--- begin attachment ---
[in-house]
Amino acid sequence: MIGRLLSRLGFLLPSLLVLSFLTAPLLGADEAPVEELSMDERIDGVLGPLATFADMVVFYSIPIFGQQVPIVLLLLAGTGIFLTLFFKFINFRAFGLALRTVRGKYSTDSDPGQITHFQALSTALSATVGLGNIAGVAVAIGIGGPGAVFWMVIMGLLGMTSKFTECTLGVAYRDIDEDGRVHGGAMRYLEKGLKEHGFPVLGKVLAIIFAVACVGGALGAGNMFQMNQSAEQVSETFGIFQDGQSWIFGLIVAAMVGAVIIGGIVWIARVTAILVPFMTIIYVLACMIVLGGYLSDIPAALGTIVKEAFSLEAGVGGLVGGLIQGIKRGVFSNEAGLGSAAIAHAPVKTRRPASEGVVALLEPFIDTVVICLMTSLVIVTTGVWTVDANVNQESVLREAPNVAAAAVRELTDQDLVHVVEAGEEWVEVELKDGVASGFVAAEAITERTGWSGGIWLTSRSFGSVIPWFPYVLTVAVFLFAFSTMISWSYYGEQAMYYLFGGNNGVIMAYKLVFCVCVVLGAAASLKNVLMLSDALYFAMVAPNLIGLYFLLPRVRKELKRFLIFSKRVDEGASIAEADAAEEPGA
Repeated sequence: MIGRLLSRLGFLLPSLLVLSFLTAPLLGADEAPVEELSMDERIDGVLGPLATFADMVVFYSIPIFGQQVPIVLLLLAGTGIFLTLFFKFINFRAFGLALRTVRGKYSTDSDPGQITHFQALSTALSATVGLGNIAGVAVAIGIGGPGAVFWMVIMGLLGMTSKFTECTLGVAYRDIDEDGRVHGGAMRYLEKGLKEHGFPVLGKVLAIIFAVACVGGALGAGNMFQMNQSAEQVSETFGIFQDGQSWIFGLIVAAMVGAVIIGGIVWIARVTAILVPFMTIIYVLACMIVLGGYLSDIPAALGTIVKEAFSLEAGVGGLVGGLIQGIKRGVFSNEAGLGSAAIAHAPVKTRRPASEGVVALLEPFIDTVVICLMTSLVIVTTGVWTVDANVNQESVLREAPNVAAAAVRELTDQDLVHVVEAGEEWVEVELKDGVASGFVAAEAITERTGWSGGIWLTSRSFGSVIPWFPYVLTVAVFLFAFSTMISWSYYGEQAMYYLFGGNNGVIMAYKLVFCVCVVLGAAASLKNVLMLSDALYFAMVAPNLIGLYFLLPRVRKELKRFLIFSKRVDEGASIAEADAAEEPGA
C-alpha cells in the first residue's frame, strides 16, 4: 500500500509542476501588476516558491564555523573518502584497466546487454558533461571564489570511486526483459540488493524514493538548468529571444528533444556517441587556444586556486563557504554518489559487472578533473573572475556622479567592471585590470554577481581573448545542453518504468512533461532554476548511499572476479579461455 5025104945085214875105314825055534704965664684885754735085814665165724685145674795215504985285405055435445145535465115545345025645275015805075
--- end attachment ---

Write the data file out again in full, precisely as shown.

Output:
[in-house]
Amino acid sequence: MIGRLLSRLGFLLPSLLVLSFLTAPLLGADEAPVEELSMDERIDGVLGPLATFADMVVFYSIPIFGQQVPIVLLLLAGTGIFLTLFFKFINFRAFGLALRTVRGKYSTDSDPGQITHFQALSTALSATVGLGNIAGVAVAIGIGGPGAVFWMVIMGLLGMTSKFTECTLGVAYRDIDEDGRVHGGAMRYLEKGLKEHGFPVLGKVLAIIFAVACVGGALGAGNMFQMNQSAEQVSETFGIFQDGQSWIFGLIVAAMVGAVIIGGIVWIARVTAILVPFMTIIYVLACMIVLGGYLSDIPAALGTIVKEAFSLEAGVGGLVGGLIQGIKRGVFSNEAGLGSAAIAHAPVKTRRPASEGVVALLEPFIDTVVICLMTSLVIVTTGVWTVDANVNQESVLREAPNVAAAAVRELTDQDLVHVVEAGEEWVEVELKDGVASGFVAAEAITERTGWSGGIWLTSRSFGSVIPWFPYVLTVAVFLFAFSTMISWSYYGEQAMYYLFGGNNGVIMAYKLVFCVCVVLGAAASLKNVLMLSDALYFAMVAPNLIGLYFLLPRVRKELKRFLIFSKRVDEGASIAEADAAEEPGA
Repeated sequence: MIGRLLSRLGFLLPSLLVLSFLTAPLLGADEAPVEELSMDERIDGVLGPLATFADMVVFYSIPIFGQQVPIVLLLLAGTGIFLTLFFKFINFRAFGLALRTVRGKYSTDSDPGQITHFQALSTALSATVGLGNIAGVAVAIGIGGPGAVFWMVIMGLLGMTSKFTECTLGVAYRDIDEDGRVHGGAMRYLEKGLKEHGFPVLGKVLAIIFAVACVGGALGAGNMFQMNQSAEQVSETFGIFQDGQSWIFGLIVAAMVGAVIIGGIVWIARVTAILVPFMTIIYVLACMIVLGGYLSDIPAALGTIVKEAFSLEAGVGGLVGGLIQGIKRGVFSNEAGLGSAAIAHAPVKTRRPASEGVVALLEPFIDTVVICLMTSLVIVTTGVWTVDANVNQESVLREAPNVAAAAVRELTDQDLVHVVEAGEEWVEVELKDGVASGFVAAEAITERTGWSGGIWLTSRSFGSVIPWFPYVLTVAVFLFAFSTMISWSYYGEQAMYYLFGGNNGVIMAYKLVFCVCVVLGAAASLKNVLMLSDALYFAMVAPNLIGLYFLLPRVRKELKRFLIFSKRVDEGASIAEADAAEEPGA
C-alpha cells in the first residue's frame, strides 16, 4: 500500500509542476501588476516558491564555523573518502584497466546487454558533461571564489570511486526483459540488493524514493538548468529571444528533444556517441587556444586556486563557504554518489559487472578533473573572475556622479567592471585590470554577481581573448545542453518504468512533461532554476548511499572476479579461455 5025104945085214875105314825055534704965664684885754735085814665165724685145674795215504985285405055435445145535465115545345025645275015805075